Selvage stitch advice

Ok, I did my first item with sleeves a little while ago, and I left a selvage stitch (st st) on the edges of the armholes and sleeves instead of doing decreases on the edges because I thought it would be easier to seam. So the seaming went fine, but some of the stitches seem very loose on the left-leaning decrease parts (I think).

Is this due to the selvage stitch? Or did I seam it funny? Do you guys use selvage stitches on sleeves? I would think it could be that I just didn’t do the seaming evenly, but both sleeves are fine on one side and hole-y on the other. I’d like to figure out why this happened before I do my next sleeved item.

In case I didn’t explain it well, here are pictures of what I’m talking about:

Is it possible you only picked up half the stitch?

Hmm, I guess that could be possible. It seemed odd to me that it happened in the same location on both sleeves though. Maybe I just wasn’t being careful enough. I’m usually not. :rollseyes:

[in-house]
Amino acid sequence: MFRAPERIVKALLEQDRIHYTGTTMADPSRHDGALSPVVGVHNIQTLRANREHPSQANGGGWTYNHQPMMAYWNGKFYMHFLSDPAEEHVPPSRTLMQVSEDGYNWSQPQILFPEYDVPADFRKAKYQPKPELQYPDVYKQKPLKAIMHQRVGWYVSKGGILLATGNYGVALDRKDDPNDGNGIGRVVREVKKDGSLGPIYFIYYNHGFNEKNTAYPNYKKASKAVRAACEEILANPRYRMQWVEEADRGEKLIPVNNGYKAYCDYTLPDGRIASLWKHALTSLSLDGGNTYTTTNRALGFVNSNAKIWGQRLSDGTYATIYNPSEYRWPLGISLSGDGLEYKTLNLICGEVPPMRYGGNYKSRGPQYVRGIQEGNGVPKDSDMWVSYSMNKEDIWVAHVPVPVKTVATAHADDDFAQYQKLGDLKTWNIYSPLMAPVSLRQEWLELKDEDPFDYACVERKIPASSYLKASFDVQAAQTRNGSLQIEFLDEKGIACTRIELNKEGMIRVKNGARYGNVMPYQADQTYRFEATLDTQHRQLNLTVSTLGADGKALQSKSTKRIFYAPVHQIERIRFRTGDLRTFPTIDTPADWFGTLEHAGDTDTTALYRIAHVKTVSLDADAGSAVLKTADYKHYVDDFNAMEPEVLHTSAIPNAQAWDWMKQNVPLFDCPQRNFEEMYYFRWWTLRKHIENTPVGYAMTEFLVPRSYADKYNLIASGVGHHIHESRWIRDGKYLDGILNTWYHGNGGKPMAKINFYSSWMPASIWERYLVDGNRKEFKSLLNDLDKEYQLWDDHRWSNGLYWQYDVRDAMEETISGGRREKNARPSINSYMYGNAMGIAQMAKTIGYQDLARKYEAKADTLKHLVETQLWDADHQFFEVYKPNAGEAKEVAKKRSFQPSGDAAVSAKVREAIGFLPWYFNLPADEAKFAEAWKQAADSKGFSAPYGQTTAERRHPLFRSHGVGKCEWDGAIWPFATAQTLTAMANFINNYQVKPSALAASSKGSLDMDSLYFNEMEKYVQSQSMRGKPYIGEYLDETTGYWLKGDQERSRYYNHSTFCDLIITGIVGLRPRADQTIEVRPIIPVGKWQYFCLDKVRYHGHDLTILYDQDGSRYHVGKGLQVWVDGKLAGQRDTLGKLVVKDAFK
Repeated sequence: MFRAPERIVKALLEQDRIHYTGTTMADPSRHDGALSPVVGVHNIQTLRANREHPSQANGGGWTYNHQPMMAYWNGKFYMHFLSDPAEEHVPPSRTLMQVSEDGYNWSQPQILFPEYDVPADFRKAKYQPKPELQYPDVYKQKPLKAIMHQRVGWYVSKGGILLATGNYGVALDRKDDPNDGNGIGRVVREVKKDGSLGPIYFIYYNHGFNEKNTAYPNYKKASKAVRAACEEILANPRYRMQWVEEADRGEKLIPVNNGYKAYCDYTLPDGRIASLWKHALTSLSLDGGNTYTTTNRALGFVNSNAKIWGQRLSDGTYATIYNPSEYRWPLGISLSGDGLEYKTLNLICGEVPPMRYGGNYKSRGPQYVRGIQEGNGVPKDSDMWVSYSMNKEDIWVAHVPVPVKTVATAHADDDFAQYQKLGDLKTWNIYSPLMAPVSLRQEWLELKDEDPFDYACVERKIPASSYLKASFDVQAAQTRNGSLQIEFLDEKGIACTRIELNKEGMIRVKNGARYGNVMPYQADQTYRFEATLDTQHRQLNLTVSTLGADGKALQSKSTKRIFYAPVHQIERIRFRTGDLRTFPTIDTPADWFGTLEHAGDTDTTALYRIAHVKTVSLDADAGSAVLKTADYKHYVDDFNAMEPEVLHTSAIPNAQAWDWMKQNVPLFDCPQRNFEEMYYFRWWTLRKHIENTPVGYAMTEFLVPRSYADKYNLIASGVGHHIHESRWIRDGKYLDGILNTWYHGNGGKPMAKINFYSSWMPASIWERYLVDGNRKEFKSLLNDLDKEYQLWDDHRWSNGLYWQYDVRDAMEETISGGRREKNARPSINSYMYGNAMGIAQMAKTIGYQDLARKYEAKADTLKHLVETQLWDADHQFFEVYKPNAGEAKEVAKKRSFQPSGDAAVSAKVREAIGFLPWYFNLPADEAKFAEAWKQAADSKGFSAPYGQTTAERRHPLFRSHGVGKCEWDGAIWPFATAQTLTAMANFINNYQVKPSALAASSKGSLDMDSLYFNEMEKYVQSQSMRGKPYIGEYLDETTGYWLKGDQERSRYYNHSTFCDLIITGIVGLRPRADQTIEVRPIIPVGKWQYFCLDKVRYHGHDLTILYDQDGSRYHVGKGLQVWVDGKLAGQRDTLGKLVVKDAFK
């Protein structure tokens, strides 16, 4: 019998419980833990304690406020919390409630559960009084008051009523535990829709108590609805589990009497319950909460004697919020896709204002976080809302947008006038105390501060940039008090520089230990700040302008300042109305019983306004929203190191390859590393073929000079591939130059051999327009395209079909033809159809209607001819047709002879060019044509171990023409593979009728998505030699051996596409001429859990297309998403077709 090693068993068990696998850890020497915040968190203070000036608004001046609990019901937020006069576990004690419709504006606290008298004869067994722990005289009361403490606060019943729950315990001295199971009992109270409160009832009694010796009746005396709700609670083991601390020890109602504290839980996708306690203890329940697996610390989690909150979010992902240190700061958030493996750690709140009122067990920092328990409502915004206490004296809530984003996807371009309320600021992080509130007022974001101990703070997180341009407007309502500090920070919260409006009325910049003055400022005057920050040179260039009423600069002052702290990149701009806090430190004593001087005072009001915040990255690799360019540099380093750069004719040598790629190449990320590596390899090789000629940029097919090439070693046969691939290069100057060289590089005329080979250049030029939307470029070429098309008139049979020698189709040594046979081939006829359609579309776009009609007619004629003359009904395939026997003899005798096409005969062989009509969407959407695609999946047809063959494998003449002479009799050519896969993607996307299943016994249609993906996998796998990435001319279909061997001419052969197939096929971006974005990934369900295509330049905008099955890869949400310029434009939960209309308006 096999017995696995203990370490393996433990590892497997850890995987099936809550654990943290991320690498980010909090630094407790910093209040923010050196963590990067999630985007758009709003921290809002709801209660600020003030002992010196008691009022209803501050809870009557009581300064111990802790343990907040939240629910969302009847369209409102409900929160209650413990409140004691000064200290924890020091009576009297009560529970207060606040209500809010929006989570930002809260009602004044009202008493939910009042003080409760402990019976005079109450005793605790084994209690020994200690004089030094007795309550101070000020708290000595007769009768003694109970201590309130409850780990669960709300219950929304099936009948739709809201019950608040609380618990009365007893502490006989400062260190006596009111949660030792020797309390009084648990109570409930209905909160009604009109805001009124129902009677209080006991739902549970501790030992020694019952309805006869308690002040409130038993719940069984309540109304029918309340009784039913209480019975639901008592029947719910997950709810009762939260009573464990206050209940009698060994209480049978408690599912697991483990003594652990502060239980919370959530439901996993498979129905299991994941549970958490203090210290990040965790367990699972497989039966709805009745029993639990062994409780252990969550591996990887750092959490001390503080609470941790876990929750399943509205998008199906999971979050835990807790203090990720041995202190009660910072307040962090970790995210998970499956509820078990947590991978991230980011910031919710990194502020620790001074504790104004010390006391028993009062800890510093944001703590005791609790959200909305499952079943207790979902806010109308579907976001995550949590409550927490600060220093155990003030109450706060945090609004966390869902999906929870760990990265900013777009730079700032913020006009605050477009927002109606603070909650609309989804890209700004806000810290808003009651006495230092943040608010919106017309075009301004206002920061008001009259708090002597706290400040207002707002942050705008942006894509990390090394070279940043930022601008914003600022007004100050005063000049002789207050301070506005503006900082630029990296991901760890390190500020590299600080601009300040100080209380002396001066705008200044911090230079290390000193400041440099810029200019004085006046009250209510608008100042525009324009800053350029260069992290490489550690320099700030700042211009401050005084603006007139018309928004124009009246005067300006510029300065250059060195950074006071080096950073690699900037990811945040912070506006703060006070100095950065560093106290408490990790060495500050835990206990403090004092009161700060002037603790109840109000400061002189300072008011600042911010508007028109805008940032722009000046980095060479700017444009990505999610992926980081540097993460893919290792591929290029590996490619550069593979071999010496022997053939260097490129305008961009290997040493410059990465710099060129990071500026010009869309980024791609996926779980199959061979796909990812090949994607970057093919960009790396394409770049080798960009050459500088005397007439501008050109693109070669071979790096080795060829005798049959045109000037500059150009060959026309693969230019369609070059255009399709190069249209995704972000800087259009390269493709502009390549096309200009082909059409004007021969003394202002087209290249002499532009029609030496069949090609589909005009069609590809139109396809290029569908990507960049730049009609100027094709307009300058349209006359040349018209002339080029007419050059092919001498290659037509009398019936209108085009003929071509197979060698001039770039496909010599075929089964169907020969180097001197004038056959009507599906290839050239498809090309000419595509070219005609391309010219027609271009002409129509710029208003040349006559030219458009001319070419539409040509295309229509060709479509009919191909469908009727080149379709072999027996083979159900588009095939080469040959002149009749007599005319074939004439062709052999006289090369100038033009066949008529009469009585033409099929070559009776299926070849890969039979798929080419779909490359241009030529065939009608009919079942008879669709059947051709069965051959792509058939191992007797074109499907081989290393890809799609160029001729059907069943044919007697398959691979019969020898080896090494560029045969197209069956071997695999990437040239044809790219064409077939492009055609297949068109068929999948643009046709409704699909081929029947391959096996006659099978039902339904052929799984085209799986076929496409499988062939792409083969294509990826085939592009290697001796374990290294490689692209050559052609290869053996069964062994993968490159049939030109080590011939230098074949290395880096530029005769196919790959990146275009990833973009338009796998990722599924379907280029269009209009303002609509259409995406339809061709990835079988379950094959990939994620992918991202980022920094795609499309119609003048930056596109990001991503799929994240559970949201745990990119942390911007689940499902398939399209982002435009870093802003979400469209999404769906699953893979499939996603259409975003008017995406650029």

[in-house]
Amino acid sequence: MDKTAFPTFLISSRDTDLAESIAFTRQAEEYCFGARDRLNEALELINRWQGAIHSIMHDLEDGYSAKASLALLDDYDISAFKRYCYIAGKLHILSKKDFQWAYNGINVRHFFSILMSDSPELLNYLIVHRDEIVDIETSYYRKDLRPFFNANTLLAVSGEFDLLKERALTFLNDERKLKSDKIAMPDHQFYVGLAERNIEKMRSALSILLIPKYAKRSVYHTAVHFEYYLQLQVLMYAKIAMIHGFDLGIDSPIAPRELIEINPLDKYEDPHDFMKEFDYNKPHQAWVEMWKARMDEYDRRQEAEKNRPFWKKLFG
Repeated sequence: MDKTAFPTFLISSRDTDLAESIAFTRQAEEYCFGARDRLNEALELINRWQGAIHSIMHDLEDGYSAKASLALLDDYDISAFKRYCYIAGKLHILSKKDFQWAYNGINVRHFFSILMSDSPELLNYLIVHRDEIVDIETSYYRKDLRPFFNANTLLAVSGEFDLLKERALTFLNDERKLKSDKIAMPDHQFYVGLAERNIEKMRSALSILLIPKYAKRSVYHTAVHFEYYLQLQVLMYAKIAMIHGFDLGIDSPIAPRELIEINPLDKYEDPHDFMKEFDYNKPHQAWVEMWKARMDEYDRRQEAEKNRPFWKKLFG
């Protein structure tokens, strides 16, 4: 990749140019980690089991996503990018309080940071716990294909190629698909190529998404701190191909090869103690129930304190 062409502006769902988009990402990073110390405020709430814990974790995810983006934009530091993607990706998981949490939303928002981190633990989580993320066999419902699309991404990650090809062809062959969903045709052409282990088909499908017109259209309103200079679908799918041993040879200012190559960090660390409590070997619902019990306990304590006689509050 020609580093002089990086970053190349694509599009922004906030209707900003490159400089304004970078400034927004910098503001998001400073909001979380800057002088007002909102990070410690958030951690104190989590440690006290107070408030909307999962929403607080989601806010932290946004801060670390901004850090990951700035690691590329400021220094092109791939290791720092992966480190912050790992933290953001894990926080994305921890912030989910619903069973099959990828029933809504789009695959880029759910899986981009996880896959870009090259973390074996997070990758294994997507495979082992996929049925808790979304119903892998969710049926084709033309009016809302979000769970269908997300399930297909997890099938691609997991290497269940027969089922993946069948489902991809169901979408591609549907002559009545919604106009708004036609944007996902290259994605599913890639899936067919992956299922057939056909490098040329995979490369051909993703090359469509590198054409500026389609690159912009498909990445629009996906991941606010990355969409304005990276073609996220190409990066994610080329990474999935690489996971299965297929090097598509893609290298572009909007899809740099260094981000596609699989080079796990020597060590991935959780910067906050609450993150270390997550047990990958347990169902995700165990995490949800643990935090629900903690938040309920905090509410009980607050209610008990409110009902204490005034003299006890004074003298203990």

It may be that the decrease that you used on that side was deceiving when it came to picking up the stitches to sew.

I looked at it again and I seem to have gotten the whole stitch–maybe I just didn’t seam tight enough in those areas. Weird…thanks for your help, though.

Let us know how it turns out.

Thanks Maggie, I think I’m leaving these ones as is but I’ll let you know on my next sweater. Oh, and while I’m getting advice, how are sleeves usually seamed? I used a crochet slip stitch. Would mattress stitch work better? Any other options?

Thanks. :smiley:

Mattress, mattress, mattress. I used to hate finishing sweaters because I only knew to backstitch and the seams always turned out lumpy. Once I learned how to weave them, it was a whole different ballgame.

Thanks, Ingrid. Maybe that will help too!

what is a selvage stitch? How do you make one?

Well, I’m pretty sure I’m using the term right. Basically instead of making decreases and increases at the beginning or end of a row, you use a selvage stitch to make things neater and easier to seam. All that is is a normal stitch in stockinette. So if you have a pattern that says to decrease 1 st at the end of the row, you’d knit to 3 st before the end, k2tog, then k1, instead of knitting the last 2 st together.

Anyone, feel free to correct me if I’m wrong. :smiley:

Mer is right. Yet you can also do selvedge stitches when you don’t increase or decrease, too. It’s just a stitch at each end that’s not worked into the pattern to make it easier to seam together or to get a smoother edge.